On April 19, 2018, a Spears[1] hearing was conducted. The next day, the undersigned ordered service of Plaintiff's complaint on Defendants. (D.E. 14). Warden Sifuentes filed a motion to dismiss Plaintiff's claims against him, contending that Plaintiff has failed to exhaust his available remedies and that he has failed to state a claim for relief. (D.E. 15). Defendants Kwarteng and Lawson also moved to dismiss Plaintiff's claims, contending that: (1) this Court lacks subject matter jurisdiction over any state law claims that may have been raised in Plaintiff's complaint; (2) Plaintiff has failed to exhaust his available remedies; (2) Plaintiff's allegations fail to state a claim for relief; (4) they are entitled to qualified immunity; and (5) Plaintiff is not entitled to the injunctive relief he seeks. (D.E. 17). Plaintiff has responded to both motions to dismiss. (D.E. 25, 26).

         On June 1, 2018, Plaintiff filed a motion for preliminary injunction. (D.E. 16). Plaintiff sought a court order directing Warden Sifuentes either to move Plaintiff to the McConnell Unit's medical housing area or to transfer him to a prison facility equipped to deal with his spinal injuries. (D.E. 16, p. 4). The undersigned ordered Defendants to respond to Plaintiff's motion and to file a Martinez[2] report. (D.E. 22, 29). On August 13, 2018, Defendants filed their Joint Martinez Report (D.E. 31) as well as their responses in opposition to Plaintiff's Motion for Preliminary Injunction. (D.E. 33, 35). On August 29, 2018, Senior District Judge Hilda G. Tagle denied Plaintiff's motion for preliminary injunctive relief. (D.E. 38).


         Plaintiff made the following allegations relevant to the pending motions to dismiss either in his original Complaint (D.E. 1) or at the Spears hearing. Plaintiff suffers from spine and knee injuries arising from a difficult parachute landing in 1982. Plaintiff's spinal issues affect both his neck and back.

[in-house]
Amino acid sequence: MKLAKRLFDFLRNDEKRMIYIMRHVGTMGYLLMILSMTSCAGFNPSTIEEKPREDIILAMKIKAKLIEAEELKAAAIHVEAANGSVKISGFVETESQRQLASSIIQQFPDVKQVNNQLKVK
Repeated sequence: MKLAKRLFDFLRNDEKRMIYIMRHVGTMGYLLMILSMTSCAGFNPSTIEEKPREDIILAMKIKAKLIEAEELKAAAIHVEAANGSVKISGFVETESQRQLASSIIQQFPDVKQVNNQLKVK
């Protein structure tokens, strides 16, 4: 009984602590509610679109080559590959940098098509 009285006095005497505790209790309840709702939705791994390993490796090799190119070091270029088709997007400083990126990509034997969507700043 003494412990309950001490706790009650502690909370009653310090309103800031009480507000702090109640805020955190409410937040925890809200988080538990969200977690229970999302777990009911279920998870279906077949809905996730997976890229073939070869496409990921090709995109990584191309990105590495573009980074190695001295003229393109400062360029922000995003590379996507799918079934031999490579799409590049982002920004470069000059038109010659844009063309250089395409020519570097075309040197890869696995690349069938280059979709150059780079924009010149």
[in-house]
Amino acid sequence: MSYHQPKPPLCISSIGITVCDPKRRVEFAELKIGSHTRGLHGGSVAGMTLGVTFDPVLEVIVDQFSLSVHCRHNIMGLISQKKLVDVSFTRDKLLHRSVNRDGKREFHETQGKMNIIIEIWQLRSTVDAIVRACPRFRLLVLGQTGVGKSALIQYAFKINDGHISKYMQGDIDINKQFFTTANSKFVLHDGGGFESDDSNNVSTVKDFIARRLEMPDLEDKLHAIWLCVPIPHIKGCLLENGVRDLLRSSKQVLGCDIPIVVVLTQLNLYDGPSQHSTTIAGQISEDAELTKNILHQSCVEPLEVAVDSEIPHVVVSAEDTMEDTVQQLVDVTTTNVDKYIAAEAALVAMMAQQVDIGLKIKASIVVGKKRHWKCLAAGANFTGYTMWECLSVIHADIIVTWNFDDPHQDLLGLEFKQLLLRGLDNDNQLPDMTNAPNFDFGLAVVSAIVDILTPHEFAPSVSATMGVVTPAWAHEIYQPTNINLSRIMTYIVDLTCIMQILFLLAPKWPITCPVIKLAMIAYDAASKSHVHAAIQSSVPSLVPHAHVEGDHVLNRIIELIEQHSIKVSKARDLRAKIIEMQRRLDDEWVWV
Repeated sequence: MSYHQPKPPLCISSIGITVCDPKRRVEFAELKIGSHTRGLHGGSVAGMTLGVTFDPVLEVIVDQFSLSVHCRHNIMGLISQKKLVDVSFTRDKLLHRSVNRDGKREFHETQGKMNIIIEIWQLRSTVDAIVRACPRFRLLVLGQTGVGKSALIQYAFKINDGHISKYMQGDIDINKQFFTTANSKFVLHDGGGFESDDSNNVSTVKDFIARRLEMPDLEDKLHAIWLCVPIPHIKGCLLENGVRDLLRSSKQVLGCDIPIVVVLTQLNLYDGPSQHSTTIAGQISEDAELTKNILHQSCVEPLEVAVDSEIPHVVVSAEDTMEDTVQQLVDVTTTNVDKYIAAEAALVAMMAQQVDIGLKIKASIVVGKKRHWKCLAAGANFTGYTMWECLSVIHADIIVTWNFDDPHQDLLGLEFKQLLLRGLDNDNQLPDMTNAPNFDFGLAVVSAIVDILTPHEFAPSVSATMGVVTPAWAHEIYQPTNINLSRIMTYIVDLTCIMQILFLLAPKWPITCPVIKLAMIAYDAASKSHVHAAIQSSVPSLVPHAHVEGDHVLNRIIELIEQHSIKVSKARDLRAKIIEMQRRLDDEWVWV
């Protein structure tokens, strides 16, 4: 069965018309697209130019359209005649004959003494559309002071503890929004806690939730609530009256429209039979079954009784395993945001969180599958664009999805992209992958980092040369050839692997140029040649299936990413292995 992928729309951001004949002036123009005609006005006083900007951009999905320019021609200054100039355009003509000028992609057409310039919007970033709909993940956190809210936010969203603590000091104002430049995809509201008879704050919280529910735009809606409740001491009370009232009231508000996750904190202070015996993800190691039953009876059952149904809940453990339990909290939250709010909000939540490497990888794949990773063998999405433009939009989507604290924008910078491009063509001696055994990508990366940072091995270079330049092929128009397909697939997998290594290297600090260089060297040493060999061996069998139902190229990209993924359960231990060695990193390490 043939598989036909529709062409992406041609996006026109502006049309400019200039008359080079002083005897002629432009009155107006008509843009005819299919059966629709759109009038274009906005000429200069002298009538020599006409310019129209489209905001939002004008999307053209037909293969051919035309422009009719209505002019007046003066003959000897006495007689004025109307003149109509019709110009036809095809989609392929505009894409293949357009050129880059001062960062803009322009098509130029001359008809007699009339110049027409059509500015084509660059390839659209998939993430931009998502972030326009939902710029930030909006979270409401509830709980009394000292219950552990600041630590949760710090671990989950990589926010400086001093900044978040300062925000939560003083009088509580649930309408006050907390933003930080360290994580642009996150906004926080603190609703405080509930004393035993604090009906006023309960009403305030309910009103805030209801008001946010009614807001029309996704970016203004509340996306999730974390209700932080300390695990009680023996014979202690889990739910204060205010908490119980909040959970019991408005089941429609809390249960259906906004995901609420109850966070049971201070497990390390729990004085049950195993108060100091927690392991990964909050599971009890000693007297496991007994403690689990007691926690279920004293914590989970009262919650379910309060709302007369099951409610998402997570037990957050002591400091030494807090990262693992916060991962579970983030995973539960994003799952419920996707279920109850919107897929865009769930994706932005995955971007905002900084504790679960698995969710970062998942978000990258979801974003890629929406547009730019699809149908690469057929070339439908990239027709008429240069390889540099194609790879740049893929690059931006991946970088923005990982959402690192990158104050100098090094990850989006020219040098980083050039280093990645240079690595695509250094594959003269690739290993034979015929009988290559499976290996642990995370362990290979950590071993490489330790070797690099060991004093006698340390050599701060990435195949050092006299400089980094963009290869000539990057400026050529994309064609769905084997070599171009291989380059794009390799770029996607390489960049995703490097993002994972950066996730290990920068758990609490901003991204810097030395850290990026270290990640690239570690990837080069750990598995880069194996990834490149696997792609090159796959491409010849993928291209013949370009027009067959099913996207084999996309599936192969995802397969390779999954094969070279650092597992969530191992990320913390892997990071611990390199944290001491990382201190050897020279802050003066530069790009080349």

Plaintiff has been housed at the McConnell Unit for the last 22 years. He has spent the last two years attempting to obtain adequate medical attention for his medical issues. Approximately two years ago, doctors at the Galveston Hospital issued Plaintiff a lumbar support corset and collar. After using these medical devices for about five months, Plaintiff was involved in an incident that ultimately resulted in the confiscation of his medical devices. As he was operating the church's audio/visual system at a church event, one of the security officers at the church event was engaging in lesbian conduct which Plaintiff viewed as being disrespectful. Plaintiff filed a grievance against the security officer who then proceeded to formally notify the unit's medical department that Plaintiff had been running around and lifting weights and heavy objects beyond his restrictions.